HIV self-testing (HIVST) is a useful means to increase coverage of HIV testing but under-utilized by male clients of female sex workers (MCFSW) in China. This study investigated the prevalence of and factors associated with behavioral intention to take up HIVST in the next year among MCFSW in Hong Kong, China. We recruited Chinse-speaking adult men who had patronized at least one female sex worker in the past six months. A total of 303 MCFSW completed a self-administered questionnaire. Univariate and multivariable ordinal logistic regression models were fit. Only 23.8% of participants indicated that they probably/definitely would take up HIVST in the next year. The multivariable ordinal logistic regression model showed that positive attitudes towards HIVST (adjusted odds ratios (aOR): 1.24, 95%CI: 1.13, 1.37), perceived HIVST uptake is completely under one’s control (perceived behavioral control) (aOR: 1.44, 95%CI: 1.08, 1.92), and perceived higher risk of HIV infection (aOR: 1.32, 95%CI: 1.01, 1.76) were associated with higher intention to take up HIVST in the next year. The prevalence of behavioral intention to use HIVST was low among MCFSW in Hong Kong. Perceptions based on the Theory of Planned Behavior and perceived risk of HIV infection were associated with behavioral intention to use HIVST. Copyright © 2020 Informa UK Limited, trading as Taylor & Francis Group.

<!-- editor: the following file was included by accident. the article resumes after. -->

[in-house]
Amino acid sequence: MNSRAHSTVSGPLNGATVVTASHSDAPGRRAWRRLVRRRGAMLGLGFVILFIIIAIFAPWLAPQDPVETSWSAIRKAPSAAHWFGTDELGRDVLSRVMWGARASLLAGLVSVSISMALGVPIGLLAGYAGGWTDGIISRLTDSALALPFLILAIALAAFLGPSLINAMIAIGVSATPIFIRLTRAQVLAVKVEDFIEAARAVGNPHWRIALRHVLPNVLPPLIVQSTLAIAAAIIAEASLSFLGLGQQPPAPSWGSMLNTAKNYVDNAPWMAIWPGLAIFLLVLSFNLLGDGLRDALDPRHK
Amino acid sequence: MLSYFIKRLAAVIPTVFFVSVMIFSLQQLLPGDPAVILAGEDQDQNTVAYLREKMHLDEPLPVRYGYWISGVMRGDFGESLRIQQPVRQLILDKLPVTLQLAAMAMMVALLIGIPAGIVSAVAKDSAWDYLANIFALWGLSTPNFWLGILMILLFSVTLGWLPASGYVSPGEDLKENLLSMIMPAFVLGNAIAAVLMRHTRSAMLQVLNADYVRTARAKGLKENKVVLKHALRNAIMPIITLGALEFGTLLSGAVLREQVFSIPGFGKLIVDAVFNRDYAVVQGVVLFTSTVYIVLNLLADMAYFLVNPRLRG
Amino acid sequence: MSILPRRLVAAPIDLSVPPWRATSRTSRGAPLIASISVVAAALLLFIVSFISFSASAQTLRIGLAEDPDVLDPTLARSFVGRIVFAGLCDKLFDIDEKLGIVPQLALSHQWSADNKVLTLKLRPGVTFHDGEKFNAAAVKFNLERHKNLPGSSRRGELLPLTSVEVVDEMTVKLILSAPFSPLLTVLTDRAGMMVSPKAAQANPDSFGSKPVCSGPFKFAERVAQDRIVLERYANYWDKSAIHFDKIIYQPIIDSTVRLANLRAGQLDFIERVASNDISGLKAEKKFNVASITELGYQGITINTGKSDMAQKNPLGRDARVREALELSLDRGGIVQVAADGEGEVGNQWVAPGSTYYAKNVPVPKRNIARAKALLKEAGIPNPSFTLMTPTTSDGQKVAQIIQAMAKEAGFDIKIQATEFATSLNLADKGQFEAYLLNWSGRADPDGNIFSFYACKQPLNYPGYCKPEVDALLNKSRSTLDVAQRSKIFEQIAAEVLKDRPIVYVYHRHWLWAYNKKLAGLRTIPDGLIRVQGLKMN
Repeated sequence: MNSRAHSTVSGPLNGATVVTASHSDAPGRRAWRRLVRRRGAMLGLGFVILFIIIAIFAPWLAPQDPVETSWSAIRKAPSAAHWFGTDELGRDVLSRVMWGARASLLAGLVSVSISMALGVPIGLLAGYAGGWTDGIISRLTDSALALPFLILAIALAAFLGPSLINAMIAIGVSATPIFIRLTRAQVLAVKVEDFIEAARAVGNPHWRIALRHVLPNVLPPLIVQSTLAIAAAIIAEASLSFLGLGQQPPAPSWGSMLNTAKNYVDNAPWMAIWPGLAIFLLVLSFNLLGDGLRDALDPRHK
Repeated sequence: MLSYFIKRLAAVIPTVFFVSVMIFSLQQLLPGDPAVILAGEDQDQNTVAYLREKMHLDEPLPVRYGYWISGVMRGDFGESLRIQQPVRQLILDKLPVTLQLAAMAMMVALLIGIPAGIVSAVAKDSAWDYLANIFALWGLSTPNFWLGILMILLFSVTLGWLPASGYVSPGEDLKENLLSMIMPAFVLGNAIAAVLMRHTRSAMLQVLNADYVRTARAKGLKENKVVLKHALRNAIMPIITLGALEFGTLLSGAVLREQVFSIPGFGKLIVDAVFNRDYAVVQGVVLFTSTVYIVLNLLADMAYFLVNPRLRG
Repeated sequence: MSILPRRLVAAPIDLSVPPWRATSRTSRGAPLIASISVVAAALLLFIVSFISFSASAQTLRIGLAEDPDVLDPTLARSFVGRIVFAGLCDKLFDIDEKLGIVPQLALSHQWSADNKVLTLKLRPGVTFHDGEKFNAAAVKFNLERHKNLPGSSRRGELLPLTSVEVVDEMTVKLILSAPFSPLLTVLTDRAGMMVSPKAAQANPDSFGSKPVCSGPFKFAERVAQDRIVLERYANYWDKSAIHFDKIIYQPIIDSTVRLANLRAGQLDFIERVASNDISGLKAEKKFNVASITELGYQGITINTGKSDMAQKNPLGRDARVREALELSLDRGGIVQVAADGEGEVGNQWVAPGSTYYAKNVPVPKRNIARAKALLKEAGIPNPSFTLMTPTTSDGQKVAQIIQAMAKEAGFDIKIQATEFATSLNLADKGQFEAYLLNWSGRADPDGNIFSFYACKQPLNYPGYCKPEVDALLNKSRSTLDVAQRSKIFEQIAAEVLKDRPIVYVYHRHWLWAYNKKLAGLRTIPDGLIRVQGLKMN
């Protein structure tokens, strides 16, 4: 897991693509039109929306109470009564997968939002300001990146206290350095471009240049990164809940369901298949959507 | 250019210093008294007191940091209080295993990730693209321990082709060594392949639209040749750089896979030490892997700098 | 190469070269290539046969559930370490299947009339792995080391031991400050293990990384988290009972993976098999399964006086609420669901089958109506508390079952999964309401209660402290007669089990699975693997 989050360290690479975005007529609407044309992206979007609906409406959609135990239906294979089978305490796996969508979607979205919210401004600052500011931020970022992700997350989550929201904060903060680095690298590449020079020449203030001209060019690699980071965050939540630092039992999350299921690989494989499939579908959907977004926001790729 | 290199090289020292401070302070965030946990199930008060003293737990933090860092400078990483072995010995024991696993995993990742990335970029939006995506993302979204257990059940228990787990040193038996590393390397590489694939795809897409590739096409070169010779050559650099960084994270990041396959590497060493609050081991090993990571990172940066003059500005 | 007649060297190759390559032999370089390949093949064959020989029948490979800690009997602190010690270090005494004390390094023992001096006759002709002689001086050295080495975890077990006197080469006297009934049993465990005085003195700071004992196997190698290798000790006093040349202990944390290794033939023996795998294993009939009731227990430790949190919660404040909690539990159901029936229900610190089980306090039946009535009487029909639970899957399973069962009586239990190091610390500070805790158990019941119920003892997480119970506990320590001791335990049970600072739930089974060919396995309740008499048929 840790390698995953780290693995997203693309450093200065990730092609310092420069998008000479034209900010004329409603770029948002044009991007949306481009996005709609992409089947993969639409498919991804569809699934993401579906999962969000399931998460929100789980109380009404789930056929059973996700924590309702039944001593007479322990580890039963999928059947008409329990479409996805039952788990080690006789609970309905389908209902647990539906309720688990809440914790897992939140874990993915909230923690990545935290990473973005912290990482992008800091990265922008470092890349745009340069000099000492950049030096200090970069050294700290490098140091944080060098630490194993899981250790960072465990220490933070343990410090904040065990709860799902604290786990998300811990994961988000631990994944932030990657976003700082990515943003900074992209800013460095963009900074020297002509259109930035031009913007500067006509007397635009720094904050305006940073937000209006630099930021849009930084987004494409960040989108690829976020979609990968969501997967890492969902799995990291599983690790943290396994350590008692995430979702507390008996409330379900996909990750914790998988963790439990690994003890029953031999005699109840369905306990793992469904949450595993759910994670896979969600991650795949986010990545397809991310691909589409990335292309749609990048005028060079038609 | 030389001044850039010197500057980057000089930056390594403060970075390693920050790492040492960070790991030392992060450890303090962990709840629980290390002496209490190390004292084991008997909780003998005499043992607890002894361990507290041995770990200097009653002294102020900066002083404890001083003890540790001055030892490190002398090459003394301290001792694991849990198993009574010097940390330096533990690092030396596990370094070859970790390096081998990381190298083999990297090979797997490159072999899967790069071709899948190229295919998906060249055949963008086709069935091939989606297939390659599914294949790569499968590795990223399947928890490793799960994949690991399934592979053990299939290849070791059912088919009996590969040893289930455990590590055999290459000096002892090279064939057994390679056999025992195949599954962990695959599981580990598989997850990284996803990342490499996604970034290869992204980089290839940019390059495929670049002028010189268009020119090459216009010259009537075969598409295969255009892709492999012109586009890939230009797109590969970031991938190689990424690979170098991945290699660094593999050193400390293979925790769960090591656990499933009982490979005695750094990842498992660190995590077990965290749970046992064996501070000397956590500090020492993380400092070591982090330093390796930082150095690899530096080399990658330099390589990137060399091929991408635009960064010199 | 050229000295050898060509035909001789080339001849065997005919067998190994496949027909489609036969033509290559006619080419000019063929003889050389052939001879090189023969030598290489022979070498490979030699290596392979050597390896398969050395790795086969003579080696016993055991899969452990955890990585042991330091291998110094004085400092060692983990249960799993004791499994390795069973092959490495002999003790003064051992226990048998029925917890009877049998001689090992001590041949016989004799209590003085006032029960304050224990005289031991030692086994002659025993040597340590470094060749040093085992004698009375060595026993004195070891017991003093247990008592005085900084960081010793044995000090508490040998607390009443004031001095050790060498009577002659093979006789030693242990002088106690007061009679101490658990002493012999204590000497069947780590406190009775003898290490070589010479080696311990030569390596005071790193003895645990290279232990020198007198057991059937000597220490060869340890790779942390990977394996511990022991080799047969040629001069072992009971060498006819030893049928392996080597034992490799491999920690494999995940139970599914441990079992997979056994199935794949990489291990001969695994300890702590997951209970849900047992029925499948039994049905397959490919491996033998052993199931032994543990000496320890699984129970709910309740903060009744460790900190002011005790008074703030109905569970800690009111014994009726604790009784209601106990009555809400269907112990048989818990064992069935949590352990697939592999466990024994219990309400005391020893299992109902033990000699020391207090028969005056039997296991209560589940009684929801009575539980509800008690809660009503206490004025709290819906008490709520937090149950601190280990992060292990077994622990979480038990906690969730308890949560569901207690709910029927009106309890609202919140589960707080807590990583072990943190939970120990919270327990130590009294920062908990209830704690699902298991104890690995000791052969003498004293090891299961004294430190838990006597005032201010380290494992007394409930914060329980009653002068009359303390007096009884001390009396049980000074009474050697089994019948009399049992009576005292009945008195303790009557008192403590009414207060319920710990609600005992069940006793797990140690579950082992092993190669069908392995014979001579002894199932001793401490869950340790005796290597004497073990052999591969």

CitationLau, C. Y. K., Wang, Z., Fang, Y., Ip, M., Wong, K. M., Chidgey, A., . . . Lau, J. T. F. (2020). Prevalence of and factors associated with behavioral intention to take up home-based HIV self-testing among male clients of female sex workers in China: An application of the Theory of Planned Behavior. AIDS Care. Advance online publication. doi: 10.1080/09540121.2020.1785996
- HIV self-testing
- Male clients
- Female sex workers